“He stayed on long into the evening explaining our work to young journalists. Dr Kasonde leaves a huge legacy, nationally and internationally, and a small part of that is the fact that Kit Yamoyo, a locally produced diarrhoea treatment, is now available nationwide in Zambia in supermarkets and across the country in over 2,000 small community shops as well as public health clinics in 14 districts. He was with us throughout our journey.”
Dr Kasonde graduated MB, ChB [Bachelor of Medicine and Bachelor of Surgery] at Aberdeen University, Scotland, in 1966. He served as Medical Officer in the Zambian Ministry of Health from 1966 to 1970, including personal attendance on the then President Kenneth Kaunda during travels.
He went to Oxford from 1970 to 1975 during which period he specialised in Obstetrics and Gynaecology, becoming a member of the Royal College of Obstetricians and Gynaecologists (MRCOG). He was appointed research fellow in 1984 by the Oxford University. He carried out original research on Blood Coagulation and Fibrinolysis in relation to contraceptive technology use, and was awarded the higher degree of Doctor of Medicine with Commendation by Almer Mater Aberdeen University.
He returned to Zambia and served as senior lecturer and head of Obstetrics and Gynaecology, at the University Teaching Hospital (UNZA), from 1976 to 1977. He was invited to be director of Medical Services in 1977, subsequently combining this with the position of Permanent Secretary from 1979. During this time, he also served as personal physician to President Kaunda, and was a board member of the executive board of the World Health Organisation. He proceeded to Geneva in 1985 to work as a scientist in charge of capacity building for research in reproductive health in developing countries. He retired at the end of 1998 to return to Zambia. He co-founded the Zambia Forum for Health Research in 2005 as executive director and Lusaka Apex Medical University in 2008 as chairman and chief executive officer. He also co-founded the African Network for Research and Training in Reproductive Health (REPRONET-Africa) in 2005, where he served as chairman.
During his time as Minister of Health, he sat down with Claire Ward, who was blogging from Zambia, where she was filming The Cola Road, a documentary that follows the launch of the first aid programme that aims to use Coca-Cola’s distribution network to deliver medicines to the remotest corners of the developing world.
Titled ‘An African Health Minister’s Dilemmas’, the article that Claire produced gave an insight into Dr Kasonde’s work as minister.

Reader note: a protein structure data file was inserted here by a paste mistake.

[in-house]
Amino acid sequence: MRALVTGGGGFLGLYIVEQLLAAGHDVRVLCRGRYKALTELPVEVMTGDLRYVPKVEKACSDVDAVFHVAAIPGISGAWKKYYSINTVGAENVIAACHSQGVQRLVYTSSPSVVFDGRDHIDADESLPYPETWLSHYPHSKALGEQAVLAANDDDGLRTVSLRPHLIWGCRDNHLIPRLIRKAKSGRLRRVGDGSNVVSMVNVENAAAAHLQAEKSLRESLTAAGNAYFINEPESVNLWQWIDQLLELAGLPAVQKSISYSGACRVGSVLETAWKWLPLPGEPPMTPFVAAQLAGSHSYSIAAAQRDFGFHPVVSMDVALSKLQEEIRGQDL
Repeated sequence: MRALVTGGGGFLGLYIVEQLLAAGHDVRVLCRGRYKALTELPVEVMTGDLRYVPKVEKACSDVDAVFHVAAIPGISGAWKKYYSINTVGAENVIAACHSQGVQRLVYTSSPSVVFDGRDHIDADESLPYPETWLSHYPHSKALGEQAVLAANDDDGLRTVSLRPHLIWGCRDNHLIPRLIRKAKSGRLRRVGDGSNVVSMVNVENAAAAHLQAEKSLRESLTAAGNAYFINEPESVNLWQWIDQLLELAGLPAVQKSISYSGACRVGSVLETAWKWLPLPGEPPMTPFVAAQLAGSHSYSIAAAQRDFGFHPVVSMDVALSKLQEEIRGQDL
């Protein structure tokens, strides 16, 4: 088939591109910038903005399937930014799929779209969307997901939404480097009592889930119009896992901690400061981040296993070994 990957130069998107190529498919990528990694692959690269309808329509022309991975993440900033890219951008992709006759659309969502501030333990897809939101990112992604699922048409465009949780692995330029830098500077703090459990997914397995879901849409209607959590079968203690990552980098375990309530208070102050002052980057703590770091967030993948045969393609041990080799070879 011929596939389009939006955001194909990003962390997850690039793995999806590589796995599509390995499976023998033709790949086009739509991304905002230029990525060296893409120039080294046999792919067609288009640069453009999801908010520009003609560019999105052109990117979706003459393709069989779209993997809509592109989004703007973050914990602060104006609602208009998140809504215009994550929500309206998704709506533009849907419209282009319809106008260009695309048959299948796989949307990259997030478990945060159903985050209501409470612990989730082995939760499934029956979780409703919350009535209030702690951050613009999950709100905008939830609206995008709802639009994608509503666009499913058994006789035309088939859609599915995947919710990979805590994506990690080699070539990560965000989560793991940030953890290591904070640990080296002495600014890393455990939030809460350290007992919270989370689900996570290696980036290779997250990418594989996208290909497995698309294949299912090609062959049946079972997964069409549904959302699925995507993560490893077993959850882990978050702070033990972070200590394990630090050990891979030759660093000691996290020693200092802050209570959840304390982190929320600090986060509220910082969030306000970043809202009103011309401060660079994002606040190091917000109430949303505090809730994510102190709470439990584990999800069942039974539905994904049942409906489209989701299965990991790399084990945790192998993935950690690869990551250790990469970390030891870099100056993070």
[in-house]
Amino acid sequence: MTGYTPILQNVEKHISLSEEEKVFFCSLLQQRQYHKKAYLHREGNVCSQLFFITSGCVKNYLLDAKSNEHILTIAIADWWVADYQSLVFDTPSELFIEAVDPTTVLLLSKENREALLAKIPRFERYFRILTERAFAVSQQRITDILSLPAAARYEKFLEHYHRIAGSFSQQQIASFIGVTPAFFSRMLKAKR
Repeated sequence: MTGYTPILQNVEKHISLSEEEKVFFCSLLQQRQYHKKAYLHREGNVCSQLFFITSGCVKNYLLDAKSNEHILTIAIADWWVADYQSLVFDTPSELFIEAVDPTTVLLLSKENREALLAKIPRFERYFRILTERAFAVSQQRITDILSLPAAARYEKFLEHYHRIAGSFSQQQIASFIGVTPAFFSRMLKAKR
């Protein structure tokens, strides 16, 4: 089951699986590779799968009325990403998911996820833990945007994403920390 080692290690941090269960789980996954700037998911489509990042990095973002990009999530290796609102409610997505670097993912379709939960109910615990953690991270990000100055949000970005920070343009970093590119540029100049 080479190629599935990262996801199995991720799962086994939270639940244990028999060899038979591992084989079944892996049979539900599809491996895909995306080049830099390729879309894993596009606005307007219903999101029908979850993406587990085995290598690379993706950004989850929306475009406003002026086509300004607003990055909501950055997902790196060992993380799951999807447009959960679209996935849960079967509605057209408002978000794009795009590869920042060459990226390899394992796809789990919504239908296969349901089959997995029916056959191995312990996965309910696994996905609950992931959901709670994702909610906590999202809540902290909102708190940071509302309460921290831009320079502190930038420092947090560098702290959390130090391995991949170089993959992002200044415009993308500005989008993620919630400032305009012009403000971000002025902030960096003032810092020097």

Claire, a former associate editor at Maclean’s who was pursuing a Master’s in News and Documentary at New York University, wanted to know whether as minister, Dr Kasonde goes out to visit rural health centres and meet families.
“I have been out many times, in fact, I’m more times out than in. Apart from that, I was myself, as a child, bred in a rural village, so it’s not new to me,” Dr Kasonde said.
“But I have to keep acquainting myself with the current version of living in a rural area, so I have been out in many places across the country.
“(…) I think in many countries you find people drifting to the urban areas because of what is there. But I think there is also a feeling now that you can do something at home in your village, if you wish to stay in your village. I’m finding that an encouraging message.”
Claire also wanted to know what was on the horizon for Zambia in terms of public health.
“I think you have to look at it from the point of view of our phase in development. We were at a previous phase – when we had 125 health centres in the country – where the critical issue was just to create buildings to operate in,” Dr Kasonde said.
“Then the critical issue of when we didn’t have university graduates at all, we had to think of creating universities and training university graduates. We were in the phase of quantity. I like to believe we are now in the phase of quality (…) so, our principles at this stage in our development are very clear: One, universal access to whatever services we are providing; two, improvement in the quality. (…) After that there will be other phases.”
Certainly, it is another phase for the country without Dr Kasonde, who died at the age of 79 leaving behind a wife and five children.
A State funeral was accorded to him yesterday in appreciation of his contribution to the country.